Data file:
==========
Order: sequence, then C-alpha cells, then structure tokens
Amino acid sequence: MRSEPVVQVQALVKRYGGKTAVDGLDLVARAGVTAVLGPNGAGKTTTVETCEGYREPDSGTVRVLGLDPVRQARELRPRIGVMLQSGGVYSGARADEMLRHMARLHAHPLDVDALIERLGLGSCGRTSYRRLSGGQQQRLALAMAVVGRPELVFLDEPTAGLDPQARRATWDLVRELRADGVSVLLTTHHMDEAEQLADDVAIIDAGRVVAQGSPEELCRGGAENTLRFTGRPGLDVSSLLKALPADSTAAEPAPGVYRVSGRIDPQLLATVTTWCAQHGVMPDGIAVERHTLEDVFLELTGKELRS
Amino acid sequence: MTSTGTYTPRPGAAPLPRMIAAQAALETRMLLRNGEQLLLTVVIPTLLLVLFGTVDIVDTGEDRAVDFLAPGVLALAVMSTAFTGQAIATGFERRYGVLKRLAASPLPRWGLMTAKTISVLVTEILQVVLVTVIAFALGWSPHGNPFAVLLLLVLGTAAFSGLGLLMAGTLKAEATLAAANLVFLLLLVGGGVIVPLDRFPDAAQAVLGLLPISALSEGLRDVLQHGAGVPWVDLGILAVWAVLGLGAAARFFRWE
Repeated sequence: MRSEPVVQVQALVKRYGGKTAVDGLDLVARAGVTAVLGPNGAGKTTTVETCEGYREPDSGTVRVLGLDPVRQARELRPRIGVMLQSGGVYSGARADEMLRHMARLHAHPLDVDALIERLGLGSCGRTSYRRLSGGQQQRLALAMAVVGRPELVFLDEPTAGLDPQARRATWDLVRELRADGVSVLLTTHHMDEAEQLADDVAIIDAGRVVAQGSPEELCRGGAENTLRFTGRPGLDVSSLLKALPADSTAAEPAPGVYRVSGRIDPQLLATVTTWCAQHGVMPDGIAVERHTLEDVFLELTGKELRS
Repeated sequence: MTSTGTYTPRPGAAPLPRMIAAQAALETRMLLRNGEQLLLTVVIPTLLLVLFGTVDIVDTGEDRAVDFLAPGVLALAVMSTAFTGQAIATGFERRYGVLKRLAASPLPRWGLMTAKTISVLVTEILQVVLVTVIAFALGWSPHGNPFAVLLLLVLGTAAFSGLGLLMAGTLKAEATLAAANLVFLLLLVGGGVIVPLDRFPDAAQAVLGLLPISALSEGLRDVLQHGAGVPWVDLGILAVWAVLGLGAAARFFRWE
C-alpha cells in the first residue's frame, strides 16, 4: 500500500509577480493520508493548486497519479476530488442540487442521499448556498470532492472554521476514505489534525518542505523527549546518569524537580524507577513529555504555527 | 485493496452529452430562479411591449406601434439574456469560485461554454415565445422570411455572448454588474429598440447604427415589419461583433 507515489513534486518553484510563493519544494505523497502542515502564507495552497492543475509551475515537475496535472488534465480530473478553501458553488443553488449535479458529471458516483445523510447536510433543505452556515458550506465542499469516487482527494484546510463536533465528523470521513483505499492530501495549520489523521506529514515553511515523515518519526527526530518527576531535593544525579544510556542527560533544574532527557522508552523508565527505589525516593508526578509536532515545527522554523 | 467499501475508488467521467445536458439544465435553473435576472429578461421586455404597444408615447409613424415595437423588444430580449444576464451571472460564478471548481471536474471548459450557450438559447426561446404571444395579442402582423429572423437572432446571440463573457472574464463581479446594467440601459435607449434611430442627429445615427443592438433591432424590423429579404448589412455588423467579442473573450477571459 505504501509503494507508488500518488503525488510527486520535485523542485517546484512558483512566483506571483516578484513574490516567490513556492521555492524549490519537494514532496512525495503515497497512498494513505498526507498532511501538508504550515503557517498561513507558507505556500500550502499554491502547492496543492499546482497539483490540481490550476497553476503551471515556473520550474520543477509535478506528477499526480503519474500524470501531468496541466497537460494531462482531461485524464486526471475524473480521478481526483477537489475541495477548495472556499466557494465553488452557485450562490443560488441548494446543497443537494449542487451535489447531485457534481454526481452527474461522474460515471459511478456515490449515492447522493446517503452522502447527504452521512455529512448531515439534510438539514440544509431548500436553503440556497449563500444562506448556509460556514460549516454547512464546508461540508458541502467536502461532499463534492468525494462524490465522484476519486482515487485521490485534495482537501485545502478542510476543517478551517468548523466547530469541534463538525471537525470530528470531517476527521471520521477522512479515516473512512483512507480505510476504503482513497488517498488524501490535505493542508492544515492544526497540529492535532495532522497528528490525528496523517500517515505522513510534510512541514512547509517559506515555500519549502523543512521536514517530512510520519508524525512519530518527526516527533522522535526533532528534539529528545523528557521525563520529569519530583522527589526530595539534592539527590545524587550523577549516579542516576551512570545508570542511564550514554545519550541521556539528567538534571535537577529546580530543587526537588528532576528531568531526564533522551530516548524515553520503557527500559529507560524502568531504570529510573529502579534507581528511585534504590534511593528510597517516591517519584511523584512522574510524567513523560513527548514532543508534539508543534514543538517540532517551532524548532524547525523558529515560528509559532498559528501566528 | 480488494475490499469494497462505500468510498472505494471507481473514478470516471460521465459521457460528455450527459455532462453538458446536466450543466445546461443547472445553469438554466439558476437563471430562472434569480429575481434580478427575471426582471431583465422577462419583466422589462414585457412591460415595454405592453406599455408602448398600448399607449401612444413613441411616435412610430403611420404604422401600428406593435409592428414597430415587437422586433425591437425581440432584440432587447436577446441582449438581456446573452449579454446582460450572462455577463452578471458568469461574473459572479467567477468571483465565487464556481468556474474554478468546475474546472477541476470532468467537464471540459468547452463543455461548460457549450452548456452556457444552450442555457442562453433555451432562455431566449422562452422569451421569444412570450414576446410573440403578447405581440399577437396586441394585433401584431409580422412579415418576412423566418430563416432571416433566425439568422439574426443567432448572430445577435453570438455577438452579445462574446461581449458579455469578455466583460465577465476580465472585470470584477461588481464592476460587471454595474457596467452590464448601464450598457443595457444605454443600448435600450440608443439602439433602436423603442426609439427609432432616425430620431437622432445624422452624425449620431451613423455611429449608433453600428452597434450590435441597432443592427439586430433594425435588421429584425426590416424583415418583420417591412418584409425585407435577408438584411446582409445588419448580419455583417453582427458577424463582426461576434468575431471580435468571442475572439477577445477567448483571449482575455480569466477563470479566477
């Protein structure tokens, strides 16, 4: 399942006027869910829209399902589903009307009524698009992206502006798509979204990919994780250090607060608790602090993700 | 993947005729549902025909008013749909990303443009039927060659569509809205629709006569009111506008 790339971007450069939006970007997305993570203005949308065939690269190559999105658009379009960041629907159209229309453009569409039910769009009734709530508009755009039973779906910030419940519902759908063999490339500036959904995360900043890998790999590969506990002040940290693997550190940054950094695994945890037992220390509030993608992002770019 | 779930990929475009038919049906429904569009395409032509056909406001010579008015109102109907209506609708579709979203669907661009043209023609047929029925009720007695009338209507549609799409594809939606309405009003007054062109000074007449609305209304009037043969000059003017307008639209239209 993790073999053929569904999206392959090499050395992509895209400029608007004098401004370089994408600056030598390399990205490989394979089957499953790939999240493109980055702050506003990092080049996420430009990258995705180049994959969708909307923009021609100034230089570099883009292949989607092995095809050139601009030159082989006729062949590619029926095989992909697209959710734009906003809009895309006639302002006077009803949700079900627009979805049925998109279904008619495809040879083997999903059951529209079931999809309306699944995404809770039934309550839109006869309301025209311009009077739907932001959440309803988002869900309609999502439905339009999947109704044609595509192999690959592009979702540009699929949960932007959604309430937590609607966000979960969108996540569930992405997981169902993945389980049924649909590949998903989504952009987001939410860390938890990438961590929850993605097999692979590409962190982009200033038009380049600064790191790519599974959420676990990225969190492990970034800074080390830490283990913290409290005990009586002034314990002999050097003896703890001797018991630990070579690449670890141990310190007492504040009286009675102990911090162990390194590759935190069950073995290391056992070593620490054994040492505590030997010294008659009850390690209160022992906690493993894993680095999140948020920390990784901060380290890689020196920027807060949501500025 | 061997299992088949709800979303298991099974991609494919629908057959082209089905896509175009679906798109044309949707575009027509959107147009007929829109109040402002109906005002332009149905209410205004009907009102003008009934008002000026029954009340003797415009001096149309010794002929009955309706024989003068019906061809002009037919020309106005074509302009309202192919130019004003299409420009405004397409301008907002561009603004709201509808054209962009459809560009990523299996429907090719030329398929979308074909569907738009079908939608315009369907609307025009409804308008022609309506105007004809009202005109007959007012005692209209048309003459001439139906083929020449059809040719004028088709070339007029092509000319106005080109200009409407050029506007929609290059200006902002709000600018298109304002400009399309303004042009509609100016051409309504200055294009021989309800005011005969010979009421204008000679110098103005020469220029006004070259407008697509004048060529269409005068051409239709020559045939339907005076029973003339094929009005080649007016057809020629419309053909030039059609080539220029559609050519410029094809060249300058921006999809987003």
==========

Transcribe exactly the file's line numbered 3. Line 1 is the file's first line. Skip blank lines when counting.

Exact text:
Amino acid sequence: MTSTGTYTPRPGAAPLPRMIAAQAALETRMLLRNGEQLLLTVVIPTLLLVLFGTVDIVDTGEDRAVDFLAPGVLALAVMSTAFTGQAIATGFERRYGVLKRLAASPLPRWGLMTAKTISVLVTEILQVVLVTVIAFALGWSPHGNPFAVLLLLVLGTAAFSGLGLLMAGTLKAEATLAAANLVFLLLLVGGGVIVPLDRFPDAAQAVLGLLPISALSEGLRDVLQHGAGVPWVDLGILAVWAVLGLGAAARFFRWE